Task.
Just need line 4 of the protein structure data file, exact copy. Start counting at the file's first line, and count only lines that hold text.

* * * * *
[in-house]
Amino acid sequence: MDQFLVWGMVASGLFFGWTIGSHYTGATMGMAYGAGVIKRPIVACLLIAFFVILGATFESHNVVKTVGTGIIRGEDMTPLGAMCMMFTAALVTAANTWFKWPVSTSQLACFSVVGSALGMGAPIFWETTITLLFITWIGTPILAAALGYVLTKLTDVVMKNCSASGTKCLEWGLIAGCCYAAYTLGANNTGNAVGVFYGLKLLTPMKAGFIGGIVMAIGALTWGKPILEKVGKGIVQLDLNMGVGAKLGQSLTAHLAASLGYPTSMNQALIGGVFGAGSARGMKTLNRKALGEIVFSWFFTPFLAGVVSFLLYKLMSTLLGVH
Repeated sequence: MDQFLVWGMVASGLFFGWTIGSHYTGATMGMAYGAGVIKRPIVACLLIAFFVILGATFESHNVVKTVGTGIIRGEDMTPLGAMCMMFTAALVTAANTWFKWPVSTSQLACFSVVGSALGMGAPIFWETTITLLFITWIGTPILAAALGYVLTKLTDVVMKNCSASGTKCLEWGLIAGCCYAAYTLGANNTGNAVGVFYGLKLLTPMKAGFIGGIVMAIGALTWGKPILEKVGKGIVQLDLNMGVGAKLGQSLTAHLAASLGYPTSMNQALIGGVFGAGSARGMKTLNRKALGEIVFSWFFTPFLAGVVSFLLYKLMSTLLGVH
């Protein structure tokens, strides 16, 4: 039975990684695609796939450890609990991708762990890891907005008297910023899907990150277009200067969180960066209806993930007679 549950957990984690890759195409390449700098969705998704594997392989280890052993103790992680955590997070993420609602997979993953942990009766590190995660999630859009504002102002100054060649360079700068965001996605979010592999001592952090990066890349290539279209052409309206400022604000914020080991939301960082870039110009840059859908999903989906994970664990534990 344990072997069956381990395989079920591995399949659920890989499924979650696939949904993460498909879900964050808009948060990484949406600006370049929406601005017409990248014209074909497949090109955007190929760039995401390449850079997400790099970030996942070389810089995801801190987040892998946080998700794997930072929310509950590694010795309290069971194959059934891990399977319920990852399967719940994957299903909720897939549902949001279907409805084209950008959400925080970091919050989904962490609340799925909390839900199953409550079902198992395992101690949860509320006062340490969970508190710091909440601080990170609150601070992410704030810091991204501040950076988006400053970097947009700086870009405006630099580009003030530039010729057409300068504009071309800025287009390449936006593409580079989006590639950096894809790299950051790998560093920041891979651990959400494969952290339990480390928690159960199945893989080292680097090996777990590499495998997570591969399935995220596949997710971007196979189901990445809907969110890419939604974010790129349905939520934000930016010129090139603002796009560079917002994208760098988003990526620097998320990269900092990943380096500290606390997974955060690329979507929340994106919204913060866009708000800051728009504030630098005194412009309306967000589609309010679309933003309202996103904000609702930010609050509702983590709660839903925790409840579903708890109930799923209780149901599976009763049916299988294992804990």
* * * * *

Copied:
């Protein structure tokens, strides 16, 4: 039975990684695609796939450890609990991708762990890891907005008297910023899907990150277009200067969180960066209806993930007679 549950957990984690890759195409390449700098969705998704594997392989280890052993103790992680955590997070993420609602997979993953942990009766590190995660999630859009504002102002100054060649360079700068965001996605979010592999001592952090990066890349290539279209052409309206400022604000914020080991939301960082870039110009840059859908999903989906994970664990534990 344990072997069956381990395989079920591995399949659920890989499924979650696939949904993460498909879900964050808009948060990484949406600006370049929406601005017409990248014209074909497949090109955007190929760039995401390449850079997400790099970030996942070389810089995801801190987040892998946080998700794997930072929310509950590694010795309290069971194959059934891990399977319920990852399967719940994957299903909720897939549902949001279907409805084209950008959400925080970091919050989904962490609340799925909390839900199953409550079902198992395992101690949860509320006062340490969970508190710091909440601080990170609150601070992410704030810091991204501040950076988006400053970097947009700086870009405006630099580009003030530039010729057409300068504009071309800025287009390449936006593409580079989006590639950096894809790299950051790998560093920041891979651990959400494969952290339990480390928690159960199945893989080292680097090996777990590499495998997570591969399935995220596949997710971007196979189901990445809907969110890419939604974010790129349905939520934000930016010129090139603002796009560079917002994208760098988003990526620097998320990269900092990943380096500290606390997974955060690329979507929340994106919204913060866009708000800051728009504030630098005194412009309306967000589609309010679309933003309202996103904000609702930010609050509702983590709660839903925790409840579903708890109930799923209780149901599976009763049916299988294992804990």